The Devon County Pauper Lunatic Asylum, also known as Exminster Hospital due to its location in England, opened its doors to the mentally ill in July 1845. The building by J. Basire takes form of the outline of a sun rising; half a circle in the center with branches coming out and fencing around the branches. The building of three floors contained many who were considered mentally ill. What was defined as mental illness and the terminology changed as the years went on, though it changed the asylum housed many whom were considered such. The asylum closed its doors to any patient in July of 1985.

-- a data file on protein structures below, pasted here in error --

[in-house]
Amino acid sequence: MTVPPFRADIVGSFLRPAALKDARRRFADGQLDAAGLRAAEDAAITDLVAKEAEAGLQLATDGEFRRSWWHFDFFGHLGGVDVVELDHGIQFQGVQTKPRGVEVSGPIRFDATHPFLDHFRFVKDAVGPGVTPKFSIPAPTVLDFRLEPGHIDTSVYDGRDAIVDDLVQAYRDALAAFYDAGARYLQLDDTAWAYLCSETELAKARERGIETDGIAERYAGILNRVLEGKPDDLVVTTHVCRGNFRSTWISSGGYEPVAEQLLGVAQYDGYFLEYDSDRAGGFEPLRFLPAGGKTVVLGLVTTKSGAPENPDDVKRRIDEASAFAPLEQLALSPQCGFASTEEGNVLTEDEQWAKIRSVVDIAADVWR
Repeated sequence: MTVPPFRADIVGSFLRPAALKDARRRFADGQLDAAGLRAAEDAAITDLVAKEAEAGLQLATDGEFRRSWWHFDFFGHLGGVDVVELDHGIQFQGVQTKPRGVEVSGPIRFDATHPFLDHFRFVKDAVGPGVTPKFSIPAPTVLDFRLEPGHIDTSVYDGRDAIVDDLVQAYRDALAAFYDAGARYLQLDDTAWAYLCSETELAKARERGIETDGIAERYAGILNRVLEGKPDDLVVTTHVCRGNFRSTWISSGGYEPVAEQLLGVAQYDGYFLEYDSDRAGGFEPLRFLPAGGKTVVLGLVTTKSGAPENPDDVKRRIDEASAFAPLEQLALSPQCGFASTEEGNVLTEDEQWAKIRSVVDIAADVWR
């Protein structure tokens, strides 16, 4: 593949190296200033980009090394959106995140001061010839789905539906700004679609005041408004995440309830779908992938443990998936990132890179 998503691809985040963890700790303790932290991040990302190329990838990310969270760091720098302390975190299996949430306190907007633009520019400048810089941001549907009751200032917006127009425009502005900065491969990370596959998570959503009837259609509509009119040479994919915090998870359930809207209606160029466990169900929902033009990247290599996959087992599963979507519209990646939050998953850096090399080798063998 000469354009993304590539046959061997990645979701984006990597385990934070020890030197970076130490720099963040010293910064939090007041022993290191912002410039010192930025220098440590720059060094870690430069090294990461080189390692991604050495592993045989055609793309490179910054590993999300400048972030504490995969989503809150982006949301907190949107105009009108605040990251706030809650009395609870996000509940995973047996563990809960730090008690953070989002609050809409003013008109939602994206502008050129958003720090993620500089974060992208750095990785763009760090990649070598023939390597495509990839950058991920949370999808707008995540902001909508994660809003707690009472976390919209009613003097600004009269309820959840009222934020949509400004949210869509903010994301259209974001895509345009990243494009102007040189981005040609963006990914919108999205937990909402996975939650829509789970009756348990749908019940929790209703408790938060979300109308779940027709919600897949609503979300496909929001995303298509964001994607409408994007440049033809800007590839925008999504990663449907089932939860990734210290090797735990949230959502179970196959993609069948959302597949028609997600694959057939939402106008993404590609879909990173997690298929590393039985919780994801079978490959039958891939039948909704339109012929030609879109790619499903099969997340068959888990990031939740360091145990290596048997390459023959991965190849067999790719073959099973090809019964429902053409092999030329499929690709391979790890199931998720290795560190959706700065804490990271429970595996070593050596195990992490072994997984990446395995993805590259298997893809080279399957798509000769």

“Timeline: Treatments for Mental Illness” notes the history of mental illness; before the 1840s, being mentally ill was considered to be a form of religious punishment and demonic punishment by many cultures. In 1407 the first European establishment for mentally ill was established in Valencia, Spain. As time progressed it was shown that Europeans began to increasingly isolate the mentally ill; treated inhumanly, often kept chained to walls in dungeons. In the late 1700s some changes were made as concerns for the mentally ill people’s well being grew. After the French revolution Phillippe Pinel, a French physician, took over the Bicêtre insane asylum, forbidding the use of chains and shackles. He provided the mentally ill with better living conditions, sunny rooms and the ability to roam around the grounds. Though some things have improved, mistreatment in other asylums persisted. In